A new report released this week has revealed that California remains the largest contributor to the U.S. manufacturing industry in terms of both employment and output. This is in spite of the state’s famously high cost of living.
The report, produced by Beacon Economics LLC and commissioned by California Manufacturing Technology Consulting, revealed that the state’s manufacturing output had exceeded the national rate by 83% since the late 1990s. Additionally, California’s share of manufacturing jobs in the U.S. has ticked up slightly since 2000, currently standing at 11%.
While the study does point out that high housing and other costs are a serious problem when it comes to attracting and retaining workers, it also shines a light on the high productivity gains that the state’s manufacturing sector has achieved. These output gains, as well as lesser gains in manufacturing employment, have been primarily driven by the state’s high-technology subsectors, while lower-technology, lower-paying subsectors have declined.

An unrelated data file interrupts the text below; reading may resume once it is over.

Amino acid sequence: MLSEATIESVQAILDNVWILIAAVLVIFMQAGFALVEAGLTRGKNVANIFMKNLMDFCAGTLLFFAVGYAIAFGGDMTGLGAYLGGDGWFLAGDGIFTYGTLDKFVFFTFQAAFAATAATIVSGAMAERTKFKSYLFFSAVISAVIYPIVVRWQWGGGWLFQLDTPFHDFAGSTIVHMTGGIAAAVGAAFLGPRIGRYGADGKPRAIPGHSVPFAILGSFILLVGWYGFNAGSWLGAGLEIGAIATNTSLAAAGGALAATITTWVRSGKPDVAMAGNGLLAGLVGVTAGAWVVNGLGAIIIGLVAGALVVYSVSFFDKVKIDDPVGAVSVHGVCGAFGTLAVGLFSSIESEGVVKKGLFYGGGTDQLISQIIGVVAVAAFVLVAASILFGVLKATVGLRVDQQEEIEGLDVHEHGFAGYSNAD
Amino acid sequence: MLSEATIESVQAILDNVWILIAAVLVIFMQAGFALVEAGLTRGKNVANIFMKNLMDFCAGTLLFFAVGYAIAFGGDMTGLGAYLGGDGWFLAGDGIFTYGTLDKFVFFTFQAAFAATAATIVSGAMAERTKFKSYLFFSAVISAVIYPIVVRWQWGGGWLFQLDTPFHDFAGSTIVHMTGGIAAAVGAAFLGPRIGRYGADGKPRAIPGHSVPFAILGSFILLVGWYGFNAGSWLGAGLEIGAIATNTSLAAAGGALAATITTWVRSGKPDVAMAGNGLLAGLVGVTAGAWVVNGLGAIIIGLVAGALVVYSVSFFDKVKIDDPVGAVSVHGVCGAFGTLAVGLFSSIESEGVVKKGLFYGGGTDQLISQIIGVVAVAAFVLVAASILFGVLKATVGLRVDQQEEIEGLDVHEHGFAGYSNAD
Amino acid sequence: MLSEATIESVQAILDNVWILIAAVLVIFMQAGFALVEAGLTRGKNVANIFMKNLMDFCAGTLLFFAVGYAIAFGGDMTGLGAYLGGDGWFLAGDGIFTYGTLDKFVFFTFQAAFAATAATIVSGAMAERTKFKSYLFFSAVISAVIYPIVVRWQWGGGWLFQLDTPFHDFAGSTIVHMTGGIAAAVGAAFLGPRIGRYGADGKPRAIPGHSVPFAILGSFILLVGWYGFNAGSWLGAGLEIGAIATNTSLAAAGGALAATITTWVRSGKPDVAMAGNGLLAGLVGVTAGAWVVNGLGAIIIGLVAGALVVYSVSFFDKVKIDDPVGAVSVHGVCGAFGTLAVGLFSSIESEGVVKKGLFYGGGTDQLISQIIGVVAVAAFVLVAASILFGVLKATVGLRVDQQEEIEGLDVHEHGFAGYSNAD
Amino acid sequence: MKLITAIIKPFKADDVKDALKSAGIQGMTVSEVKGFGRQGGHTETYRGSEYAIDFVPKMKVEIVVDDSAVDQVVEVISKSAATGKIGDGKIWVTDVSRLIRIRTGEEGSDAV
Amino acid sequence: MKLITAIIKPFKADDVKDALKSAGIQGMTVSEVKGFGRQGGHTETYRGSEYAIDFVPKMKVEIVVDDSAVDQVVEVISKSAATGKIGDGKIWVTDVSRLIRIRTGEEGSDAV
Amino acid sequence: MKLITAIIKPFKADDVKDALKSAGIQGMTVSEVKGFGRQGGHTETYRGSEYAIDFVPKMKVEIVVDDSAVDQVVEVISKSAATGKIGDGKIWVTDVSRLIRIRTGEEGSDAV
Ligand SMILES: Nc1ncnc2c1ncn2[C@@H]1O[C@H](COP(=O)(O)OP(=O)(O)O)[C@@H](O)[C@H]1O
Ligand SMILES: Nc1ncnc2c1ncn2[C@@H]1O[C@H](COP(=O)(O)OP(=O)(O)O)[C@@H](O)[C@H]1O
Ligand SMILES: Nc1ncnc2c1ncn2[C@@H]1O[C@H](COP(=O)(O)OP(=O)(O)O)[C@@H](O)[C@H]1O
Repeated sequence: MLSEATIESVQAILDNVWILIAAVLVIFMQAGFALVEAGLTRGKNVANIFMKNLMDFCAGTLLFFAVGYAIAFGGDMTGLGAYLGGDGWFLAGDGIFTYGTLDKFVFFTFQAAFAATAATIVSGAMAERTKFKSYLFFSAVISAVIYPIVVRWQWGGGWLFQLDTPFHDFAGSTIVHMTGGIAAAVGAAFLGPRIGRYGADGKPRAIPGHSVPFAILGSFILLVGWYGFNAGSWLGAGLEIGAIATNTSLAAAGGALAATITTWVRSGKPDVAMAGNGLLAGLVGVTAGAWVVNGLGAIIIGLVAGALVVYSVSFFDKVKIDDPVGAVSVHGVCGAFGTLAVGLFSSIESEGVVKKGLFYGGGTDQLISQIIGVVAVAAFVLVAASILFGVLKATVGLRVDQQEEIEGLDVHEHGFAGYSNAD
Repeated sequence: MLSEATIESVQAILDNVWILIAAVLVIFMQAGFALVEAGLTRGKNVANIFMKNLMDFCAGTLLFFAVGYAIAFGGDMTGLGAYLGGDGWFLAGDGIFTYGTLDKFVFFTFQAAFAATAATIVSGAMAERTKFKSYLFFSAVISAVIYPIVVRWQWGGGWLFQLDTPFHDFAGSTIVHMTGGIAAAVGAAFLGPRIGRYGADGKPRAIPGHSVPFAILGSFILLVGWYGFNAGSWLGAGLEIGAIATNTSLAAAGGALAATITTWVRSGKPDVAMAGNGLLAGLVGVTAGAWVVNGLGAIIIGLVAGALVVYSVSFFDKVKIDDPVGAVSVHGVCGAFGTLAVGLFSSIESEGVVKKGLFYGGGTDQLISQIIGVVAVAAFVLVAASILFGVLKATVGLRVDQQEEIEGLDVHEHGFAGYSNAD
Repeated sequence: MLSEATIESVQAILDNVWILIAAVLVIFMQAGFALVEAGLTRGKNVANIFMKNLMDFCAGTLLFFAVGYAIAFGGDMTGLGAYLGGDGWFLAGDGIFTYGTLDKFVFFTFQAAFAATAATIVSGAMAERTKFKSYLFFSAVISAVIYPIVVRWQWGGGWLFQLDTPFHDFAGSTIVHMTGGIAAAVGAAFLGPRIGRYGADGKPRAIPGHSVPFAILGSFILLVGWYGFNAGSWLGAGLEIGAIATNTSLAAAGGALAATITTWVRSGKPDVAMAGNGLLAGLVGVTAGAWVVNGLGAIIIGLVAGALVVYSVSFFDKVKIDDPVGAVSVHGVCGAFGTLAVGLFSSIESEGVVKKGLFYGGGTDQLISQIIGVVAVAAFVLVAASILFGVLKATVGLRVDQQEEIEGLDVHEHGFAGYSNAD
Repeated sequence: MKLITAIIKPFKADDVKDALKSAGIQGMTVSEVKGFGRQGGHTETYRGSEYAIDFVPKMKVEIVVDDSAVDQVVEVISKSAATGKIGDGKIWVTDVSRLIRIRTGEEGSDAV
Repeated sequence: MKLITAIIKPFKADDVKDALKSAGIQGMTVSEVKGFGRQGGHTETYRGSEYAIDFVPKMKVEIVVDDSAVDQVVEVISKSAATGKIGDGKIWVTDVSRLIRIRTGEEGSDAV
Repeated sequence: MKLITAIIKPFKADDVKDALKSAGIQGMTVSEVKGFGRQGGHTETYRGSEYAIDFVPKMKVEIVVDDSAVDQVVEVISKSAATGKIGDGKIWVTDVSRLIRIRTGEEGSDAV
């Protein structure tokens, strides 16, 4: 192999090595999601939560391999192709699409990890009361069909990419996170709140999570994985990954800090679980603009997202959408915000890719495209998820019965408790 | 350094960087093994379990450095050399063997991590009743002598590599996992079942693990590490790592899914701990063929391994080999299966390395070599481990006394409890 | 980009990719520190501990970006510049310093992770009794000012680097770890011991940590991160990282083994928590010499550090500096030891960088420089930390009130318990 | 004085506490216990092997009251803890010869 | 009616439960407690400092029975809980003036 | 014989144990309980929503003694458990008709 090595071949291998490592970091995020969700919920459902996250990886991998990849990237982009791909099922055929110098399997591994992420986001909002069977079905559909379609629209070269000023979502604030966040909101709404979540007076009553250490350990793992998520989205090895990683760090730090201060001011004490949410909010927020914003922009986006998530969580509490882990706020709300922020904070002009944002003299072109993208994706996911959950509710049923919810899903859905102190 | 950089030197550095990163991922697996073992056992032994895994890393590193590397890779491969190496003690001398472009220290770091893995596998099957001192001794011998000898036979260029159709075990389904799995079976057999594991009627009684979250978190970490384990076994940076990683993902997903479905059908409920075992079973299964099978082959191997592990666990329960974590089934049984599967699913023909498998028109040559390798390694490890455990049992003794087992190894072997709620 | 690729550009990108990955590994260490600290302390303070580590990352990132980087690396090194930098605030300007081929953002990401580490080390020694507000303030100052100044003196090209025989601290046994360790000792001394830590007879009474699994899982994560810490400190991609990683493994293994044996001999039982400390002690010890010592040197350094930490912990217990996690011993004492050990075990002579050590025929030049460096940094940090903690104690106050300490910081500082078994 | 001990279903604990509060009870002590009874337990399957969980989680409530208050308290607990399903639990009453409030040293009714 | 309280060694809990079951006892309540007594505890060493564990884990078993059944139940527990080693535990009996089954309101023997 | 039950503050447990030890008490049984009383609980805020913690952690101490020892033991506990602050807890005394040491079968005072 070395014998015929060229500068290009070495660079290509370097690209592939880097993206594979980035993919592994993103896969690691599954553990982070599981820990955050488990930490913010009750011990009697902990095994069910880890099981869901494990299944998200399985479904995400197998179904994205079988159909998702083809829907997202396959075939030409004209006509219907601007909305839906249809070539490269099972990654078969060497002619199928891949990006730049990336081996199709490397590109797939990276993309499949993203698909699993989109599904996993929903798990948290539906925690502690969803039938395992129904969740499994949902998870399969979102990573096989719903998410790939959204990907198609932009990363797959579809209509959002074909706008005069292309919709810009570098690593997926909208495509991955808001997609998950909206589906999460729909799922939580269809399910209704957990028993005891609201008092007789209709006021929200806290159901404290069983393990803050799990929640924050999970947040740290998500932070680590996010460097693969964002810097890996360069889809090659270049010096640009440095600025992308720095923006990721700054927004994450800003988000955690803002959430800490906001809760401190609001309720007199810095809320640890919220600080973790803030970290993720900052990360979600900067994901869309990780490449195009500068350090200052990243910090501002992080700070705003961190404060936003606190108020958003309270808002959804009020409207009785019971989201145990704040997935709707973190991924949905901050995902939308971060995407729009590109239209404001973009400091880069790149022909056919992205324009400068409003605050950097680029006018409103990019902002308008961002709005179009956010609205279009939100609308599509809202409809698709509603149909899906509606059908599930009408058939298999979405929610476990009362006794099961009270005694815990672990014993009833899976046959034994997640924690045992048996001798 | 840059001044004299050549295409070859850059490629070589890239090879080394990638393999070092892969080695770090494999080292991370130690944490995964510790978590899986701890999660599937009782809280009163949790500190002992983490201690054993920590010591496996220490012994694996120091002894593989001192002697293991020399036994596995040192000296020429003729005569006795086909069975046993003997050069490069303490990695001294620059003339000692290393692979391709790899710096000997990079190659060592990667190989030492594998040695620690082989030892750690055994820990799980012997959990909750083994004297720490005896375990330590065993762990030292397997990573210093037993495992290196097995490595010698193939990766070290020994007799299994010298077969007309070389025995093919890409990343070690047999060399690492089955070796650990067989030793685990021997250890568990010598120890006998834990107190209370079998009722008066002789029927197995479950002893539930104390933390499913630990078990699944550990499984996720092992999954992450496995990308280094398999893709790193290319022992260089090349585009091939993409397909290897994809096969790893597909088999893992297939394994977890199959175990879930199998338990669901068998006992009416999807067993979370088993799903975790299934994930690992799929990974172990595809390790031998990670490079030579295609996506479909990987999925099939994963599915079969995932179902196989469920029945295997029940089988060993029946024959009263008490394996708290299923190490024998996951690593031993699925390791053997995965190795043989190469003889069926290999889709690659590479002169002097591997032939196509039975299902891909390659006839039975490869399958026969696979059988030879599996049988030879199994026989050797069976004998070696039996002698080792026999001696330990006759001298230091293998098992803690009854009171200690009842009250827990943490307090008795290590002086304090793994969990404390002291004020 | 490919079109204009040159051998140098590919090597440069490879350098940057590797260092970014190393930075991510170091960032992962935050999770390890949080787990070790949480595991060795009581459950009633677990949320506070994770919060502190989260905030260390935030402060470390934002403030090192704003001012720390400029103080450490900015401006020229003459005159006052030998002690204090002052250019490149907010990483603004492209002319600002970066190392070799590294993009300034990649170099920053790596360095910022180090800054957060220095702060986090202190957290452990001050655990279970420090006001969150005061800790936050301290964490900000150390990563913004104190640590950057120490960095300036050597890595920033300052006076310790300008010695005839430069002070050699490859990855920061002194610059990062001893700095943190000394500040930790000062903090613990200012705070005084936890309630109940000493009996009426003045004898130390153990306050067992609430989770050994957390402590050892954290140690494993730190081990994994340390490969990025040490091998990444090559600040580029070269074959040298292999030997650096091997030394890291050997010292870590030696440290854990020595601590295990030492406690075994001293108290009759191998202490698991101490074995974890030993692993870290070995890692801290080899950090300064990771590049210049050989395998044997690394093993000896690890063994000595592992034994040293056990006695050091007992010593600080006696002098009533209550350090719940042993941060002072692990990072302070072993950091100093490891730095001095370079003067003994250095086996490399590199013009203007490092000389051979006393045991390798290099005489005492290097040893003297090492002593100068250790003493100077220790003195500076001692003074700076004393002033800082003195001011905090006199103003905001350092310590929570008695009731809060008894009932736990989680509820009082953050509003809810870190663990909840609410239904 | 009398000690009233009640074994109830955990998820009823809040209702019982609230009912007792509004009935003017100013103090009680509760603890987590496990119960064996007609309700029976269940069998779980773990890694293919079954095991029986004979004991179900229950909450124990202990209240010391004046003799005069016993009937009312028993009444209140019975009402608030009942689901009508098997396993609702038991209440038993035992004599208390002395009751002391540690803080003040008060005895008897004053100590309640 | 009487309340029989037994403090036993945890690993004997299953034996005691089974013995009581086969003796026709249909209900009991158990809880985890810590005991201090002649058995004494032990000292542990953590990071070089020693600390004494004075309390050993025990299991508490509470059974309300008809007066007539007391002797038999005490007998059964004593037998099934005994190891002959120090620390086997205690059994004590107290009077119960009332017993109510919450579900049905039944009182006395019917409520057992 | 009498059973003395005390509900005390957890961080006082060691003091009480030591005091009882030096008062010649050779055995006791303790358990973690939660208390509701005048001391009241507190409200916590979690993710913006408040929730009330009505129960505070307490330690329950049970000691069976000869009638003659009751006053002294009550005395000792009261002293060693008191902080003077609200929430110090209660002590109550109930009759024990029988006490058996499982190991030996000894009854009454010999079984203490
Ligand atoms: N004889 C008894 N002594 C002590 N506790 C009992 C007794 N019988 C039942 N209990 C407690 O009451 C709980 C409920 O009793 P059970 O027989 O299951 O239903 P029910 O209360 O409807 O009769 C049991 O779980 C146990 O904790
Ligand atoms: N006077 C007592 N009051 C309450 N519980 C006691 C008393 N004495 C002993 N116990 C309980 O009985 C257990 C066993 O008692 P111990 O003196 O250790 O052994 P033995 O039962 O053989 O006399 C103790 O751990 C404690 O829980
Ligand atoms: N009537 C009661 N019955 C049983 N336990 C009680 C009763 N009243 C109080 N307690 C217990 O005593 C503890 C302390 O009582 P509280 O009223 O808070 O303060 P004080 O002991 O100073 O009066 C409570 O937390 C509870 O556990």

“It’s a well-understood trend that traditional manufacturing jobs in sectors such as apparel and food processing have diminished over the past several decades in California due to the state’s exceptionally high land and living costs,” said Taner Osman, Research Manager at Beacon Economics and the report’s lead author. “But the headlines we read miss the striking advances that have occurred in output as a result of innovations, improvements, and investments in production processes – particularly in high tech.”
The analysis also highlights the fact that the trend of fewer jobs but the higher output is reflected at the national level. In the U.S. as a whole, manufacturing employment has fallen by 32% since 1990, while nominal output has increased by almost 40%, according to the report. Nationally, this split is being driven by increases in labor productivity, particularly in durable goods manufacturing.